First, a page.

From The Netherlands:
I've read on your site that it's possible to reduce the chance of a child of a diabetic parent (father in this case) from developing diabetes by not eating wheat products and drinking regular milk for the first year after birth. Plus, nursing the child for a year or more is recommended. My husband has had type 1 since he was 10. His father also had it, not sure when though. My husband is really concerned that any baby we have will get it as well. So, I've been reading up as much as I can and I just am so happy I found your site. Anyway, is there also something I can do before getting pregnant and/or during pregnancy? Is there something I should or should not eat or drink while pregnant?
This is a great question, but nobody really has a great answer. It would be reasonable to think that avoiding milk and wheat products would also be reasonable for a pregnant mom, but there is just insufficient information to make such a recommendation. So, we and most others usually want women contemplating pregnancy and those already pregnant to be healthy, not overweight, exercise reasonably, avoid caffeine and smoking, and take appropriate vitamins such as folic acid per usual obstetrical recommendations. New research continues to look for answers to such questions. The actual risks for a father to have a child with type 1 diabetes are in the 2 to 6% range in most research studies so, if you are optimists, that is 94 to 98% "in your favor."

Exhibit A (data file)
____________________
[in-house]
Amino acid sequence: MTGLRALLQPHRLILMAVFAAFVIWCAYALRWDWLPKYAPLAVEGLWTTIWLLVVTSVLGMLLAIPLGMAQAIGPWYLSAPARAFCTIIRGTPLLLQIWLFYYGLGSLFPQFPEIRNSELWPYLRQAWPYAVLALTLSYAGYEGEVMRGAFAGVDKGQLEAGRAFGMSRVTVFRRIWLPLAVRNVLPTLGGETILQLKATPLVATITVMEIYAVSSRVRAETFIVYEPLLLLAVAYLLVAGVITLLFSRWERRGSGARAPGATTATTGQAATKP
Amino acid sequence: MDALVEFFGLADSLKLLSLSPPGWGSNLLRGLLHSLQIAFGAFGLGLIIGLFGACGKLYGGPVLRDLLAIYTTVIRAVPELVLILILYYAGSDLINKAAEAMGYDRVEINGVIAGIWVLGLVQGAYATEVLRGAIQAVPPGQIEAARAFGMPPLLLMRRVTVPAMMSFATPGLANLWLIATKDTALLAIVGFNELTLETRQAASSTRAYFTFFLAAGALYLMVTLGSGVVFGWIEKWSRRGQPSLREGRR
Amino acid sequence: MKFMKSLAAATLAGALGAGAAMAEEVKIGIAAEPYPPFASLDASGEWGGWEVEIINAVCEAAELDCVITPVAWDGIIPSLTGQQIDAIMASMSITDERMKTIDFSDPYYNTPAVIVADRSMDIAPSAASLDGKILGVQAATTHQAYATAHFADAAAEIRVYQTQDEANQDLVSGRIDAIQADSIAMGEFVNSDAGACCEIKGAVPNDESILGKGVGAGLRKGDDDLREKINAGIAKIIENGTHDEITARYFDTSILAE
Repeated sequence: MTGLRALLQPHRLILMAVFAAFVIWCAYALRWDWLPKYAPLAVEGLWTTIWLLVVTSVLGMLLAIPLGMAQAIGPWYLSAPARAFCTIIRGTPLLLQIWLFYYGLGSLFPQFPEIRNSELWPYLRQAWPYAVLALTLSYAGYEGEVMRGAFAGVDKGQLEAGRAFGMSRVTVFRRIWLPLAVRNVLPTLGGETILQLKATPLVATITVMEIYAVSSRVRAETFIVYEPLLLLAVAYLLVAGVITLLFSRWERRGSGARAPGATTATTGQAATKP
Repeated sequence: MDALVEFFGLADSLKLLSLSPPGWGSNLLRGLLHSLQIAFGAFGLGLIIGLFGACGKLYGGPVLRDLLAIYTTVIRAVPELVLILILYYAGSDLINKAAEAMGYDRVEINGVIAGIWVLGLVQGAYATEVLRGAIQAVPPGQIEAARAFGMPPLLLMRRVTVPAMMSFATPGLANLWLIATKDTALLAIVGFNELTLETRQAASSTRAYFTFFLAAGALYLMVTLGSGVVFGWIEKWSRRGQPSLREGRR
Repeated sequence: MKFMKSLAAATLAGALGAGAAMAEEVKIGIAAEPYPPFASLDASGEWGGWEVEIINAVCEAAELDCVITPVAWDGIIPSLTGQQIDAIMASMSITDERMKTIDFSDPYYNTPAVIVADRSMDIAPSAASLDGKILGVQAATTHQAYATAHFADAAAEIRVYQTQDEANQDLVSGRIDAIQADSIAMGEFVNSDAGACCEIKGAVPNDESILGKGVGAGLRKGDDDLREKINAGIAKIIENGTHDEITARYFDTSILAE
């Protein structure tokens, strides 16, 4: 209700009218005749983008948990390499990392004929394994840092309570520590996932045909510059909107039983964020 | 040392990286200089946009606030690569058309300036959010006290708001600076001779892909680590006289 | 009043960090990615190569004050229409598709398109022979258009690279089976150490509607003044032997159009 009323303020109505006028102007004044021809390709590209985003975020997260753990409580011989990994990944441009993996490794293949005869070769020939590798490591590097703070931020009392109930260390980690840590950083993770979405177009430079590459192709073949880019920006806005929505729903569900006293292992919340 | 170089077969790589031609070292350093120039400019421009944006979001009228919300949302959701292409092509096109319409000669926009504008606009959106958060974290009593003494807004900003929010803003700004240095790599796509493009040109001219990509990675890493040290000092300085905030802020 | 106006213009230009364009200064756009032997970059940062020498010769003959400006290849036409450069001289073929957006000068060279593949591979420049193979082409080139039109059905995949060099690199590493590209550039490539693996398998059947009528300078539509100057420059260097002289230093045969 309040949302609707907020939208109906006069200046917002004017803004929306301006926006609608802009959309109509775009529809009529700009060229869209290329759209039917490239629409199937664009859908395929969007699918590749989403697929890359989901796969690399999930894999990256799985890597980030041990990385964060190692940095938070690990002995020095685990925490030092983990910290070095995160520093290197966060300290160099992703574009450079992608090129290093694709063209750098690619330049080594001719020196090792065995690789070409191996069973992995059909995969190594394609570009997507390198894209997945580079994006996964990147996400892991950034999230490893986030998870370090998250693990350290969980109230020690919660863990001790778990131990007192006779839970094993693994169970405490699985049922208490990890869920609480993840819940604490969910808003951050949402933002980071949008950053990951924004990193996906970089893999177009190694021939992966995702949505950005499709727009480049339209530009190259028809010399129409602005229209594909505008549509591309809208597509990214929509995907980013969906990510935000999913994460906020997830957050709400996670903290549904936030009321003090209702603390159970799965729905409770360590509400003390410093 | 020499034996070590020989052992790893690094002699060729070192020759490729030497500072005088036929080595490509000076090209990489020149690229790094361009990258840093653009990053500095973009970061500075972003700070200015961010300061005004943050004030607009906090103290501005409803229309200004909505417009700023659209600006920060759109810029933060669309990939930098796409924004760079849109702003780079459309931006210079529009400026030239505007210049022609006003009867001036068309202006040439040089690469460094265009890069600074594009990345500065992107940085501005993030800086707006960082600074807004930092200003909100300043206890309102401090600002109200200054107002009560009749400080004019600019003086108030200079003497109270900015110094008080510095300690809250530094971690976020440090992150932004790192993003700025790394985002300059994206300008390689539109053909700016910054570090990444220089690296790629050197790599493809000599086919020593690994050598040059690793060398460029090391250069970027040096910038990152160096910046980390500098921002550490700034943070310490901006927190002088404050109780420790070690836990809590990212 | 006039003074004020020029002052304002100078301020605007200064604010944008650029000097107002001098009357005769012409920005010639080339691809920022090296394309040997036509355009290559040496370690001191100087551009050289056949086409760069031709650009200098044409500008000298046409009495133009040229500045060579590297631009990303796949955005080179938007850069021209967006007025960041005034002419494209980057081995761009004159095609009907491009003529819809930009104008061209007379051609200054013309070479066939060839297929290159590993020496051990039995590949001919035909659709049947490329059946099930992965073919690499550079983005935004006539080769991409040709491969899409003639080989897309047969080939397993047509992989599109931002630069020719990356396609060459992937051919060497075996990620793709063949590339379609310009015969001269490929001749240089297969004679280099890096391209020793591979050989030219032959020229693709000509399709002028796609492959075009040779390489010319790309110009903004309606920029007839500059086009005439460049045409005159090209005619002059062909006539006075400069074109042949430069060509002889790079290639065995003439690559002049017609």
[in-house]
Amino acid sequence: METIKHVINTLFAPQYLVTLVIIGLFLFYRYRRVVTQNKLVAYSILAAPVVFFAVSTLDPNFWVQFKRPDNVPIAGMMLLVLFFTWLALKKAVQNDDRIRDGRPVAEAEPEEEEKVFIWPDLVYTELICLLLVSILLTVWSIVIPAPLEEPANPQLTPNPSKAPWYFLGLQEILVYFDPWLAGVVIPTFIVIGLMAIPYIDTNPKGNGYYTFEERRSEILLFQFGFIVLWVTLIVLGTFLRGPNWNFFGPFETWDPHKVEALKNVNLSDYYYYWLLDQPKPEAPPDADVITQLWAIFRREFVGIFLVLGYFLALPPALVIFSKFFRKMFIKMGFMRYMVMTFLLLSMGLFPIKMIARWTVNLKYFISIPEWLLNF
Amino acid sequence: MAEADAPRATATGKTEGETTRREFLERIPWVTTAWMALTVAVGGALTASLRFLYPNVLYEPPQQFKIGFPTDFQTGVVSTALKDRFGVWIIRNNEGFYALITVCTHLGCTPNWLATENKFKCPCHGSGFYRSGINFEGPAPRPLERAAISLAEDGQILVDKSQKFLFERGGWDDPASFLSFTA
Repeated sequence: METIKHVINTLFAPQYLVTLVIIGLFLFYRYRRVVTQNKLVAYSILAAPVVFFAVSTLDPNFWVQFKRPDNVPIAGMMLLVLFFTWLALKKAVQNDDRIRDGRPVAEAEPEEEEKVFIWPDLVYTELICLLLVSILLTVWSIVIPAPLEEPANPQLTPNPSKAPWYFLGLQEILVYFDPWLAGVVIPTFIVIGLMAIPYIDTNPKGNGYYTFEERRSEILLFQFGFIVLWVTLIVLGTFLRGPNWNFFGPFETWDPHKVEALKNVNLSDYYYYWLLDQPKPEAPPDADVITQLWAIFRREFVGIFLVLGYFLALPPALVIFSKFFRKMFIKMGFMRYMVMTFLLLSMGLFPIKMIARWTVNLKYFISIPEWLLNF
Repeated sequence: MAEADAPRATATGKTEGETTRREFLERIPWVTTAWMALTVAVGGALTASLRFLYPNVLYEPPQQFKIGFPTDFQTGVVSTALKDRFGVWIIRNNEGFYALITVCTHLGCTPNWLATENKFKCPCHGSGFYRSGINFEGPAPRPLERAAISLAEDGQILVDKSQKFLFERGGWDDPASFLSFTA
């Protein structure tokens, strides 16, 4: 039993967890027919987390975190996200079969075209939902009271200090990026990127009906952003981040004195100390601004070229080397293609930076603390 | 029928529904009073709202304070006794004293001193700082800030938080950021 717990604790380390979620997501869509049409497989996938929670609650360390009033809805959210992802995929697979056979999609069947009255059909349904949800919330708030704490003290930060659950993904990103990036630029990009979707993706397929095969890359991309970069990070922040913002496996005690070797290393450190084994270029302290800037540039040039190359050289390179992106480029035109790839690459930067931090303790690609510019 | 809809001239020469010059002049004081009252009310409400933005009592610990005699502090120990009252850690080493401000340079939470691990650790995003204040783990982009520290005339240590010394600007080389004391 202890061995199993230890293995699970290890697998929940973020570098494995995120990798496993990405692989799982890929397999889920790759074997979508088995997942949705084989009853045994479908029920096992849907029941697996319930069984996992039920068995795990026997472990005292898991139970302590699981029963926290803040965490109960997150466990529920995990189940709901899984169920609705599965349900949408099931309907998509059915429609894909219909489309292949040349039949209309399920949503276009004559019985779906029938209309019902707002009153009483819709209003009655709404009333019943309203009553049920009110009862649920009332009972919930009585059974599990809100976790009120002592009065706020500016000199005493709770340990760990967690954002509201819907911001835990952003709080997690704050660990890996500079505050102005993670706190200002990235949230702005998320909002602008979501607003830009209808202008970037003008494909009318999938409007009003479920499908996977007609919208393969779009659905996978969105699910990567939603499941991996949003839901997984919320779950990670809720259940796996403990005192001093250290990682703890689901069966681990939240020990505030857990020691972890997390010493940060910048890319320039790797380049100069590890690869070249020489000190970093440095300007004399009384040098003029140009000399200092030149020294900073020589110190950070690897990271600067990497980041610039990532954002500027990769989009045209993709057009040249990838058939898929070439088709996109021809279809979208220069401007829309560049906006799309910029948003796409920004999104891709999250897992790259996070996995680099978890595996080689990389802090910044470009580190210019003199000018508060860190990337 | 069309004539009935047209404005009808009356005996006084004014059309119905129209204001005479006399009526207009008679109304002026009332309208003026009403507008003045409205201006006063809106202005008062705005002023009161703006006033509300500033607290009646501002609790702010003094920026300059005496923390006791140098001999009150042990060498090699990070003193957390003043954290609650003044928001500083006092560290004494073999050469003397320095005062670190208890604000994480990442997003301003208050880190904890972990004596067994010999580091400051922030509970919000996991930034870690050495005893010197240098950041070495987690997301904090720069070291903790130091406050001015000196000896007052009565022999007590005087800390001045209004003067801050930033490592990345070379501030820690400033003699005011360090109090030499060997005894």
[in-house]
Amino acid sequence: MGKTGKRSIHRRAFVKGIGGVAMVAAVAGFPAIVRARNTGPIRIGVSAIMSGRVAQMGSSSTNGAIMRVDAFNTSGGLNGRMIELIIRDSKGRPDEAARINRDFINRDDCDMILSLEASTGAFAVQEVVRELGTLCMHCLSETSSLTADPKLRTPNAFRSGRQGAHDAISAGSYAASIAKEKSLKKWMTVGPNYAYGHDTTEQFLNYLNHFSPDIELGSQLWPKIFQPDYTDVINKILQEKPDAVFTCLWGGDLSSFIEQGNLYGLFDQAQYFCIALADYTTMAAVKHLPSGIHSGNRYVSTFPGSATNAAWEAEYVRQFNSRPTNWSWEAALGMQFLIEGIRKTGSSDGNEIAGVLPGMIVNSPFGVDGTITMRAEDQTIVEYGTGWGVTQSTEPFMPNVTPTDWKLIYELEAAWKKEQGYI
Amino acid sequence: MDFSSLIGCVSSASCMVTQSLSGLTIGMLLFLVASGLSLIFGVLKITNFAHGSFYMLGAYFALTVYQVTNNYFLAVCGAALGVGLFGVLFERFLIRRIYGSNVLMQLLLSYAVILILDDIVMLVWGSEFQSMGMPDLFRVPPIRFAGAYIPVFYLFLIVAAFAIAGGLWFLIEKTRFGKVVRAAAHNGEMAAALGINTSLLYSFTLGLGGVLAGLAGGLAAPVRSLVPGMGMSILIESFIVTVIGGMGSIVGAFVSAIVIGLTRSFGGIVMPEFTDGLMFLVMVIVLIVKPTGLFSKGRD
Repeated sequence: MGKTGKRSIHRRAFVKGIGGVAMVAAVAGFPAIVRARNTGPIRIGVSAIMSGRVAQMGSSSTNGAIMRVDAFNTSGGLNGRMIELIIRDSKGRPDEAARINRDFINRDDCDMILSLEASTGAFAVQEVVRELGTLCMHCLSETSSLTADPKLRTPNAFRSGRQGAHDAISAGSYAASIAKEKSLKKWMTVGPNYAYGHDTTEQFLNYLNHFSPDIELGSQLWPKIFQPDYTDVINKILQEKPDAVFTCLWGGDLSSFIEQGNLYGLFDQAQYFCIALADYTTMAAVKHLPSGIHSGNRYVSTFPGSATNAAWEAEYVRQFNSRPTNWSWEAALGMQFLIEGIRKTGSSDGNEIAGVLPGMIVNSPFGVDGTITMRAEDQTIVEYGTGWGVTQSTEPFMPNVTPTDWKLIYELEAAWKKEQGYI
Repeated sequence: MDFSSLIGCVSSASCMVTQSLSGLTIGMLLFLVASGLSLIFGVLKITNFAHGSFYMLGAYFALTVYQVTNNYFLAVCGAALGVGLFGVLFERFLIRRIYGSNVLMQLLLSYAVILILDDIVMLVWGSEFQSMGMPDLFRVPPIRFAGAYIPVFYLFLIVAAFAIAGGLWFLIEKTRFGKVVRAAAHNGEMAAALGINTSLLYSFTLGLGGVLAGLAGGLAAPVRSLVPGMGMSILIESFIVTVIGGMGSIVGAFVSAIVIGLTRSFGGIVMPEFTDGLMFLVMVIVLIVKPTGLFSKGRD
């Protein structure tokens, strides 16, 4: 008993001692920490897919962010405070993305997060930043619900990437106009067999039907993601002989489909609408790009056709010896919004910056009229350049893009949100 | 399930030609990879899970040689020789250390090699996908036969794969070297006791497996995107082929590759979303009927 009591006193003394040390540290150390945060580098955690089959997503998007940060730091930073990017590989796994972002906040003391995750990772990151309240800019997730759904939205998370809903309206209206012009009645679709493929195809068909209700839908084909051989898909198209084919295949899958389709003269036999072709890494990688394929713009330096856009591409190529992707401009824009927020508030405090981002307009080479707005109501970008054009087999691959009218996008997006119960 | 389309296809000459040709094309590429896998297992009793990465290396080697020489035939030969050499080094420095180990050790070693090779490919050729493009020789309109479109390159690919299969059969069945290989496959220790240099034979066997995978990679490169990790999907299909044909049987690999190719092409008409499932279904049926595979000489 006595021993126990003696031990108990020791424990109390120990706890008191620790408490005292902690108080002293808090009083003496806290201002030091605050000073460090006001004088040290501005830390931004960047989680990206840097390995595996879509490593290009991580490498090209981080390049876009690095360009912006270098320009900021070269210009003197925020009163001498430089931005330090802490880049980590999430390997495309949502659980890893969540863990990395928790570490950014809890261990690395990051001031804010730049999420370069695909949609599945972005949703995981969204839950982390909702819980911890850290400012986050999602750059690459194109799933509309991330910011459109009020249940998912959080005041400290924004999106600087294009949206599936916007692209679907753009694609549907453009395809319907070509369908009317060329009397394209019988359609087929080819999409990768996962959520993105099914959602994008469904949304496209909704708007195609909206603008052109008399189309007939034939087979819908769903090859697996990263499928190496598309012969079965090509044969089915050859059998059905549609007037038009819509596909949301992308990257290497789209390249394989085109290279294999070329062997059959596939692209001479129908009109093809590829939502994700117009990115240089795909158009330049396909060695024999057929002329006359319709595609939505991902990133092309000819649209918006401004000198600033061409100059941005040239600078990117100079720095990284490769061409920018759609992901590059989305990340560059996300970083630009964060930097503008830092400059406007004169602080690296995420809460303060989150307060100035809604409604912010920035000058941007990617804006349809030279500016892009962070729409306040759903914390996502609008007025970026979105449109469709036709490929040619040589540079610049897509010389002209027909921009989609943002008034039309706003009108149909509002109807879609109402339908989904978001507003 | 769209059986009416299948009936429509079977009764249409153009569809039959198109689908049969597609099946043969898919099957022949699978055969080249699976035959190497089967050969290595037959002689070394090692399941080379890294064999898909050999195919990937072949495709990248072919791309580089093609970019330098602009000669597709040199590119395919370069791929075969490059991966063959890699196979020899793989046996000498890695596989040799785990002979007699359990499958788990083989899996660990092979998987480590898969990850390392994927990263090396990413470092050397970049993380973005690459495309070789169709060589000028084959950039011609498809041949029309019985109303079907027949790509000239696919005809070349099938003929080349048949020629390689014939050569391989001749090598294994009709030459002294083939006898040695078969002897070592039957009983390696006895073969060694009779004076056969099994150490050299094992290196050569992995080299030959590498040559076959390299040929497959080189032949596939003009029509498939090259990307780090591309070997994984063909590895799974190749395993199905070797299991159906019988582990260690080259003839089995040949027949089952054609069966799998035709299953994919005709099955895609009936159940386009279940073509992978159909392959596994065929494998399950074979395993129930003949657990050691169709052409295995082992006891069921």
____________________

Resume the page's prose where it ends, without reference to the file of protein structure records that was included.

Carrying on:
|Return to the Top of This Page|
Last Updated: Tuesday April 06, 2010 15:10:16
This Internet site provides information of a general nature and is designed for educational purposes only. If you have any concerns about your own health or the health of your child, you should always consult with a physician or other health care professional.
This site is published by T-1 Today, Inc. (d/b/a Children with Diabetes), a 501c3 not-for-profit organization, which is responsible for its contents. Our mission is to provide education and support to families living with type 1 diabetes.
© Children with Diabetes, Inc. 1995-2018. Comments and Feedback.